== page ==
>
                  >
                  >
                  >
                  > [Non-text portions of this message have been removed]
                  >
                • Ben McDaniel
                  Maybe I m just not understanding you, but your example still sounds backwards. You re saying that the fees are due when the duplication is made, not when the
                  Message 8 of 28 , Sep 26, 2008
                  • 0 Attachment
                    Maybe I'm just not understanding you, but your example still sounds
                    backwards. You're saying that the fees are due when the duplication is
                    made, not when the master is produced, and in this case, the learning
                    CD singer makes the master but not the duplications. That makes sense.
                    But then you say that artists (who make masters) pay royalties, but
                    not replicators (who manufacture copies). Isn't that precisely the
                    opposite?

                    And is this not analogous to how the Society pays royalties for copies
                    of music that are actually photocopied by the purchaser? I know the
                    law governing them is distinct, but is it different on this issue?

                    And, while this may be a case where liability can be disclaimed, it
                    also may not be. If it's illegal for them to sell the recording
                    without paying the royalty, liability for it can't be disclaimed.
                    Pardon the extreme example, but that's like saying a hit man isn't
                    liable for a death if the contract disclaimed liability. On the other
                    hand, if you are correct that it is not illegal, then you are right
                    that the civil liability would probably be able to be disclaimed as
                    well.

                    Ben McDaniel
                  • Tim Buell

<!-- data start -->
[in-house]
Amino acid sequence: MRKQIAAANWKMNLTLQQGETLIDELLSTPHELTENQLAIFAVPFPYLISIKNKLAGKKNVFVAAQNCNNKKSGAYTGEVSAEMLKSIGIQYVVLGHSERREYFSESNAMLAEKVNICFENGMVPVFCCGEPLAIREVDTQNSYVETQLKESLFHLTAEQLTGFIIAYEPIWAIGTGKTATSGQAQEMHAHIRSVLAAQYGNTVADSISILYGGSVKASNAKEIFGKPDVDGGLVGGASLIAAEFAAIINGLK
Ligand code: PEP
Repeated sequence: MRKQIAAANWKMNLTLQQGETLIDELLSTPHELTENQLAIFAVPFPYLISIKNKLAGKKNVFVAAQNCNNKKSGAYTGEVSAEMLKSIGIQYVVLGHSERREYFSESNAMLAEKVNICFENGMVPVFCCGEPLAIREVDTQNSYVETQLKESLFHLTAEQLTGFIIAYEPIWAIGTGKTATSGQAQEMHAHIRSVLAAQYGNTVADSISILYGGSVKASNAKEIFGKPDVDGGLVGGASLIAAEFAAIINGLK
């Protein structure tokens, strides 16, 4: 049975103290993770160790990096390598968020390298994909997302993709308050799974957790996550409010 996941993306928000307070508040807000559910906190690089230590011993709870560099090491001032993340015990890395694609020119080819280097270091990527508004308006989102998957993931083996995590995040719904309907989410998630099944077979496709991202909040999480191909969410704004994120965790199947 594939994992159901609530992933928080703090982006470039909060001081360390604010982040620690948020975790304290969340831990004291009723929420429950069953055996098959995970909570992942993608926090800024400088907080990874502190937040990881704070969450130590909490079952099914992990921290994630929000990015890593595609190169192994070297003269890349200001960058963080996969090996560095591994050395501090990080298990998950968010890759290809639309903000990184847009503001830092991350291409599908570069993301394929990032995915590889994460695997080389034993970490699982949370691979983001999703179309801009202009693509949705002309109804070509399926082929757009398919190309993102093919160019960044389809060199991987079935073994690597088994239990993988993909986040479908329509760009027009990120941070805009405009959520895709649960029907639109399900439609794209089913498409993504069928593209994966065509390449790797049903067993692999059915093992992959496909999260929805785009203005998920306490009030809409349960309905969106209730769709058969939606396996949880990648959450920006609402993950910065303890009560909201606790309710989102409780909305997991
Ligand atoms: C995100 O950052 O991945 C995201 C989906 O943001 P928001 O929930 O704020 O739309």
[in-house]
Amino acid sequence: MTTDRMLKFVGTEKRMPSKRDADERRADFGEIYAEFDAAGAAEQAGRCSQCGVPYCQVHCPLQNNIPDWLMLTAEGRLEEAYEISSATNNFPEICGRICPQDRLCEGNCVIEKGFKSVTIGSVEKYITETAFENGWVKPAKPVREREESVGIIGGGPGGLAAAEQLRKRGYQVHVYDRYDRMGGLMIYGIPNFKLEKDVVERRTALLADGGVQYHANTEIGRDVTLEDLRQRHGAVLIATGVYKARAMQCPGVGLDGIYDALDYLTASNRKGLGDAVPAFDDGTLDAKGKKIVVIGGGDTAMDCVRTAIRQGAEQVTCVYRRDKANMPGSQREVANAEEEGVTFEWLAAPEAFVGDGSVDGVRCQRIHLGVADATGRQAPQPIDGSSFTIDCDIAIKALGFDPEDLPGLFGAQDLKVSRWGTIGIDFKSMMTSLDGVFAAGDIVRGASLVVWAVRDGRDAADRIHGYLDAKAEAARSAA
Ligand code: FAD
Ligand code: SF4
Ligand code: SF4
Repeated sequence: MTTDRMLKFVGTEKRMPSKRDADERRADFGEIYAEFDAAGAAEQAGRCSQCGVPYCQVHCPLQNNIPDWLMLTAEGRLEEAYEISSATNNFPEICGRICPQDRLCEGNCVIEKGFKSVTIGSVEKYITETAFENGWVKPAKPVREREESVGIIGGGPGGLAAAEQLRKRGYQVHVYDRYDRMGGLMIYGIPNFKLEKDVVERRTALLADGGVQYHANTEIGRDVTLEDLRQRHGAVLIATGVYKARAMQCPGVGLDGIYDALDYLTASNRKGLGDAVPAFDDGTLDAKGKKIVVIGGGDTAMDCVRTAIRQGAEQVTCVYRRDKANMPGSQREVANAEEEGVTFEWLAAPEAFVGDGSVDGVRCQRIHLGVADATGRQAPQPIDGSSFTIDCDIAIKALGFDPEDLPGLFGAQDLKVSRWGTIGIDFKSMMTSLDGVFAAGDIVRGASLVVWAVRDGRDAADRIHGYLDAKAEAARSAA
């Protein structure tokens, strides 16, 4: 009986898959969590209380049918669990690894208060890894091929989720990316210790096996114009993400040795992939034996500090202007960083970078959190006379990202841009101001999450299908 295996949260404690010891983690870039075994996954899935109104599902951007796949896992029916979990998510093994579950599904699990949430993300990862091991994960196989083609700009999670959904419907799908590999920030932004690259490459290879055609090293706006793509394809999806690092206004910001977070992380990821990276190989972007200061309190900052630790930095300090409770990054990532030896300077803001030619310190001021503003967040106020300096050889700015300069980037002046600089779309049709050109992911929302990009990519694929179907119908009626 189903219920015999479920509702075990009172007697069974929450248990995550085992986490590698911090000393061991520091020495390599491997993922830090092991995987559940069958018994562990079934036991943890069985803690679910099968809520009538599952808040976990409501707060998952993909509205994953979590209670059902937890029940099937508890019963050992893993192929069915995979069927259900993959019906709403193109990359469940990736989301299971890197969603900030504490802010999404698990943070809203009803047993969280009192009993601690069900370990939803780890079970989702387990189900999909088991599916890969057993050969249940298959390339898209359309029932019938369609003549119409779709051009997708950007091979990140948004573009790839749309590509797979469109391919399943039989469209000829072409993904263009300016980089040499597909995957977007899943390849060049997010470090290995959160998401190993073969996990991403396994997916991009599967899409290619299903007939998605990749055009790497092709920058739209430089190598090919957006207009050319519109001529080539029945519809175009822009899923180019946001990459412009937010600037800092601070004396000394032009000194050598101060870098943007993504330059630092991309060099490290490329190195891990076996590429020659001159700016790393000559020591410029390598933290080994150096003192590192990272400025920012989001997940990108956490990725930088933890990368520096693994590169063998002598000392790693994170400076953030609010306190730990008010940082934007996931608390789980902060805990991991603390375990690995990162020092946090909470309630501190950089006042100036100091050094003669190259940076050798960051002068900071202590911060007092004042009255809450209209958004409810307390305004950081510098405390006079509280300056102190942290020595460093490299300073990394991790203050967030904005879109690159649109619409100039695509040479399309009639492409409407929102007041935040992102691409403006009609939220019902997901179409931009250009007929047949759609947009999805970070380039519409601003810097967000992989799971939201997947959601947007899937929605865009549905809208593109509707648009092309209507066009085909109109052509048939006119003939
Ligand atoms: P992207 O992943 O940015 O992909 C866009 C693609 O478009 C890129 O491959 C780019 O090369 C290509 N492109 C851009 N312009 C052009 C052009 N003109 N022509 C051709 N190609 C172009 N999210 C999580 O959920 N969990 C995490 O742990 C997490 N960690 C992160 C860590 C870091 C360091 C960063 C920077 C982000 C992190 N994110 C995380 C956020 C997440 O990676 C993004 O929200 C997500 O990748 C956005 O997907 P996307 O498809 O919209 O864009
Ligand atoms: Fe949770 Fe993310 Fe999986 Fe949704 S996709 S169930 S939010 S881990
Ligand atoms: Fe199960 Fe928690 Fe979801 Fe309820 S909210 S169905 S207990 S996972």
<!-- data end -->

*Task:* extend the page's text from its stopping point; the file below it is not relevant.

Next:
I covered this point in a subsequent post, which you can t have seen yet. I view this as contracting for a service that I can t provide myself, namely,
                    Message 9 of 28 , Sep 26, 2008
                    • 0 Attachment
                      I covered this point in a subsequent post, which you can't have seen
                      yet. I view this as contracting for a service that I can't provide
                      myself, namely, performing the cuts for each of the separate parts,
                      accurately, so that I can learn them. The fact that I want it in CD
                      form, is my responsibility, not my contracted worker.

                      I believe that is the relationship that makes this legal. It would
                      probably be to the Learning CD makers benefit to require a copy of
                      the mechanical license for his files, in case the question comes up,
                      but all the law requires is for someone to pay the fees.

                      Tim

                      --- In bbshop@yahoogroups.com, "Ben McDaniel" <benjaminmcdaniel@...>
                      wrote:
                      >
                      > Tim,
                      >
                      > Whether it's difficult or expensive is irrelevant to the issue of
                      > whether it is legal.
                      >
                      > And as a practical matter, you are right that prepaying for a couple
                      > of thousand copies doesn't make any sense. But most of the guys